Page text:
An additional benefit is the tremendous thermal mass inherent in the water. They constructed the greenhouses in a way as to be doubled (a greenhouse within a greenhouse). This construction method provides an insulating airspace from the warmer or colder outside surroundings. They use only black tanks in the greenhouses, shaded from the sun in the summer and this all comes together to create structures that keep the plants and fish at a comfortable temperature year round without the need for additional heating and cooling.
Also, those of us familiar with commercial greenhouses are aware that most employ a source of carbon dioxide such as a methane stove burning in the greenhouse for the benefit of the plants. The Spereanos state that this is unnecessary. The fish take care of it.
So, does this article interest you enough to want to try it for yourself? It certainly isn’t difficult to put together this biosystem on a smaller scale as a food supply but perhaps you want to go bigger-go commercial-get on the money train.
If this interests you, then I have some good (and free) advice: still start small. Get to know the business a bit before you invest time and money into unfamiliar territory. A washtub, a small bed built from plywood, a pump and some piping, a few fish and plants and a bit of gravel are all you need to learn the trade as you benefit from the organic food production.
Finally, avoid scams. You may not have seen them out there if you aren’t familiar with the subject matter, but I certainly have.
This sounds too good to be true to some, at least at first glance. Of course, upon closer examination, one discovers that it’s not too good to be true, it’s just a matter of understanding science and employing it. But there have been cases where con artists have told a story similar to the one I have in this article and then tried to sell a business “opportunity” to a gullible public. They assure them that this new business will make them rich, charging anywhere from $50,000.00 to $200,000.00 for the ticket to get there.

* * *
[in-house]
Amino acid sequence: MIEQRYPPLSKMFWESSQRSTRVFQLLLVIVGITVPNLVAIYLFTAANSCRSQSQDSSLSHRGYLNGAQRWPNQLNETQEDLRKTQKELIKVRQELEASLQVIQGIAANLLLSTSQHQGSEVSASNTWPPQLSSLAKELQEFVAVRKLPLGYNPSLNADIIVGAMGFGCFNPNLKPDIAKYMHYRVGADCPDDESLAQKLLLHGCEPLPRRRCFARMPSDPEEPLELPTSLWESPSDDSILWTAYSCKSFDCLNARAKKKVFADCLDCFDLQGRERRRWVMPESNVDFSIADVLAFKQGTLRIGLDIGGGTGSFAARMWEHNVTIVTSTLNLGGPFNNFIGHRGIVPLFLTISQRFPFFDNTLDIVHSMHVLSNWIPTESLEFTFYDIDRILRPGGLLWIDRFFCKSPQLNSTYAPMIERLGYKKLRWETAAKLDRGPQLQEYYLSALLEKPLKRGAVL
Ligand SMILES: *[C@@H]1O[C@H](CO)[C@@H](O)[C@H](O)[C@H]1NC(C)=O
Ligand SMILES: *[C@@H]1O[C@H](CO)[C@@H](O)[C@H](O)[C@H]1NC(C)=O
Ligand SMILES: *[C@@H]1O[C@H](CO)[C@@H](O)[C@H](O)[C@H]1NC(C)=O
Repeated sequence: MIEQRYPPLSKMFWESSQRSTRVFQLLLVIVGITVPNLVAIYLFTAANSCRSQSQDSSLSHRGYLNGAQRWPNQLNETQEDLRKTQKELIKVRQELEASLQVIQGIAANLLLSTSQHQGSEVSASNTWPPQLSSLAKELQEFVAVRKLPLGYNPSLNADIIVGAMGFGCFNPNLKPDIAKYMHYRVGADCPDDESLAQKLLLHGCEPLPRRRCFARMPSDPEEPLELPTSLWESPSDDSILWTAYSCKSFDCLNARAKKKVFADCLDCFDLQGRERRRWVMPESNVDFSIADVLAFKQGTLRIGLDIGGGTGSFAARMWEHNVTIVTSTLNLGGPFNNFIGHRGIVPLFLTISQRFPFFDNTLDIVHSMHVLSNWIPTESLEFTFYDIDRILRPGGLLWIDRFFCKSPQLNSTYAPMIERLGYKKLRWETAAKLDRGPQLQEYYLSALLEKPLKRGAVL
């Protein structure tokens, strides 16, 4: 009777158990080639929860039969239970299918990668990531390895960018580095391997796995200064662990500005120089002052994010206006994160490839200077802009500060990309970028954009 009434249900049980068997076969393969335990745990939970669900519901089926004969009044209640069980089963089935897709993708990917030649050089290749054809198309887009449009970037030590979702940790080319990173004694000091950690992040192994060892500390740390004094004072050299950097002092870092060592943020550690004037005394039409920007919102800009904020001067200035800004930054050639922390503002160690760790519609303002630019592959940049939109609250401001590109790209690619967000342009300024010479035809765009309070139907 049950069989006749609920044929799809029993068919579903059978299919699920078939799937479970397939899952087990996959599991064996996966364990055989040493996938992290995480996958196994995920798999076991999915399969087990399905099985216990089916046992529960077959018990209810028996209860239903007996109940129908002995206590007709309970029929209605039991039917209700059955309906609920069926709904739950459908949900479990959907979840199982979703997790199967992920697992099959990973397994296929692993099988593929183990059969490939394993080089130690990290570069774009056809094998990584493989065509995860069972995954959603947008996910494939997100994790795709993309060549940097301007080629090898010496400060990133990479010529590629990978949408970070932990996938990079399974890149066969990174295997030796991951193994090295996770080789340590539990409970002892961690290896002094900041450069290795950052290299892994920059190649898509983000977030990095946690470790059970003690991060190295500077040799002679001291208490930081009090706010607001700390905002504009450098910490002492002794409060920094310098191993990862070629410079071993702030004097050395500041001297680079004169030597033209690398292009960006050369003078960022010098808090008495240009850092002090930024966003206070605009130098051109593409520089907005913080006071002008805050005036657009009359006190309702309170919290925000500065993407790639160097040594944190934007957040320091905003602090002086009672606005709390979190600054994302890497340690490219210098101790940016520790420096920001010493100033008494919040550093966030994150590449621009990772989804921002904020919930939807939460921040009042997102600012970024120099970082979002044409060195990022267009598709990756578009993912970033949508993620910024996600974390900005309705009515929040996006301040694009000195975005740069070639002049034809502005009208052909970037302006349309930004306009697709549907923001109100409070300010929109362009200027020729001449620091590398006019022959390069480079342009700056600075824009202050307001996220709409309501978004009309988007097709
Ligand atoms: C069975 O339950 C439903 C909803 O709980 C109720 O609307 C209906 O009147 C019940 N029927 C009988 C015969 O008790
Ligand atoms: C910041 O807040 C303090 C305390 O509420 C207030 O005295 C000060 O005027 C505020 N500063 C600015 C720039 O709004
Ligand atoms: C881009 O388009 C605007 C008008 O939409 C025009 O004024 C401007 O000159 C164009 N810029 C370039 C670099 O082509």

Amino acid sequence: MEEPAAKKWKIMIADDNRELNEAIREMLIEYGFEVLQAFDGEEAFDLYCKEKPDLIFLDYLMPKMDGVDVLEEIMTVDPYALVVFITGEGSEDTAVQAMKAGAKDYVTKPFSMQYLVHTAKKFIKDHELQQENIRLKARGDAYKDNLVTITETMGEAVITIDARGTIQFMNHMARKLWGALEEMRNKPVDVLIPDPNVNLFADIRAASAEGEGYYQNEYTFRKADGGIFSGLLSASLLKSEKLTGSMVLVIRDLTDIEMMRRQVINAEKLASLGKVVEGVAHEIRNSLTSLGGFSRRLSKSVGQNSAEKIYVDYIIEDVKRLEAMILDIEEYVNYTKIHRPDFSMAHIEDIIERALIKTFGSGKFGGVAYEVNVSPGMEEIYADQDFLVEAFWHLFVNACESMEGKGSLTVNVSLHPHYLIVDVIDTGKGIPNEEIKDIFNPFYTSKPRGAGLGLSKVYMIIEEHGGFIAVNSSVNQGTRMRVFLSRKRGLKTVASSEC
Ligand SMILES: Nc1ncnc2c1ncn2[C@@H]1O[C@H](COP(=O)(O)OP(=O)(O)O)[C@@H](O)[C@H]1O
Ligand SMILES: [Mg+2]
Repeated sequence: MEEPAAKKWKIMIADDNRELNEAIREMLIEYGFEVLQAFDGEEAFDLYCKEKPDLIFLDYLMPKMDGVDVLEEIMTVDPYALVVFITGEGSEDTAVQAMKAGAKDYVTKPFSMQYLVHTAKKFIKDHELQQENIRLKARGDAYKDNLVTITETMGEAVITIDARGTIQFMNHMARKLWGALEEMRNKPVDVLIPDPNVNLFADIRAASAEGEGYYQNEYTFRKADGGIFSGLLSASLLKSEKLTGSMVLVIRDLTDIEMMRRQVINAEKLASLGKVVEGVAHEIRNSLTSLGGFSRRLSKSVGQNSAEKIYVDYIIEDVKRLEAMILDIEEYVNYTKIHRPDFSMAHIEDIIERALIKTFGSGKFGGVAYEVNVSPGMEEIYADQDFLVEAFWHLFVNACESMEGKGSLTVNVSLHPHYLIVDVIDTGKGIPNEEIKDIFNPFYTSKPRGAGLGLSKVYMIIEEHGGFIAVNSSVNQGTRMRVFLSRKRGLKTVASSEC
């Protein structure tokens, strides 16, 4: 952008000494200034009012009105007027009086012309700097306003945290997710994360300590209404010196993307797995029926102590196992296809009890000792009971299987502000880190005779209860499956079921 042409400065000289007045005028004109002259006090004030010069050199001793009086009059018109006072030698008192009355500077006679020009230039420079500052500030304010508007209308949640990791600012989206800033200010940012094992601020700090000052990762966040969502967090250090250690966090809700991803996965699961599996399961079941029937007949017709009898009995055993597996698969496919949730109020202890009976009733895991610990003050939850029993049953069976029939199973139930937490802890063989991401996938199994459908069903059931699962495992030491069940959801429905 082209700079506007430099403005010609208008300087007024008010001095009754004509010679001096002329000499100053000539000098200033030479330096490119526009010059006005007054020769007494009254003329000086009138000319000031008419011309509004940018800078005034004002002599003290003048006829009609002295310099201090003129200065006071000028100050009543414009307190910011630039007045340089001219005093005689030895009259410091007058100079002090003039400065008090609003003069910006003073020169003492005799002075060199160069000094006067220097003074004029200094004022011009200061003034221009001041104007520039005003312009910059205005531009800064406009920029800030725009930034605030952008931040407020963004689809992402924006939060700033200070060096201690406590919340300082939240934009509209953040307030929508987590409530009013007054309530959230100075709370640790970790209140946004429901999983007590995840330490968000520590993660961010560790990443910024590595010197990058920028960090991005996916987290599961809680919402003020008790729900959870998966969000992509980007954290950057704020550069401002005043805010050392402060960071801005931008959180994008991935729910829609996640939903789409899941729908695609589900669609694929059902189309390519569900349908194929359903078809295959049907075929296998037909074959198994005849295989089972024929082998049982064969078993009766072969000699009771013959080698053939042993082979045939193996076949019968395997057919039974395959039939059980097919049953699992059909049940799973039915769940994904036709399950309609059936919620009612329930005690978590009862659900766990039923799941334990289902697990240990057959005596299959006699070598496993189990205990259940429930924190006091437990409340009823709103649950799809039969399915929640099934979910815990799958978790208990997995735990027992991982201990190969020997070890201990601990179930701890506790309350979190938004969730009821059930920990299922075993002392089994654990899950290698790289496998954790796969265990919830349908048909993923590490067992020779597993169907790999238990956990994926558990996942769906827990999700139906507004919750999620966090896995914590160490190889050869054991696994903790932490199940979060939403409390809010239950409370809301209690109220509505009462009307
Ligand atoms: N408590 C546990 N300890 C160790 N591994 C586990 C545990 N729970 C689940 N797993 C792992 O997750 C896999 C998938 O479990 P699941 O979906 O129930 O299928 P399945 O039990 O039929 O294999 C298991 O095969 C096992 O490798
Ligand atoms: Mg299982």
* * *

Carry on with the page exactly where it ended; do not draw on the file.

Stay away from them. You don’t need their expensive liquid oxygenation systems. Plants give off oxygen on their own and we know how to flow the water through the air to absorb it so it can get back to the fish. And run the other way if they try to sell you a system of costly mechanical biofilters for your fish. That’s what the plant bed does.
Your plants and gravel working in harmony become a natural fluidized bioreactor (a living biofilter) more powerful than anything they can sell you. These two sub-systems operating naturally within the overall biosystem are all you will ever need to succeed in this venture for fun, for food; or for profit.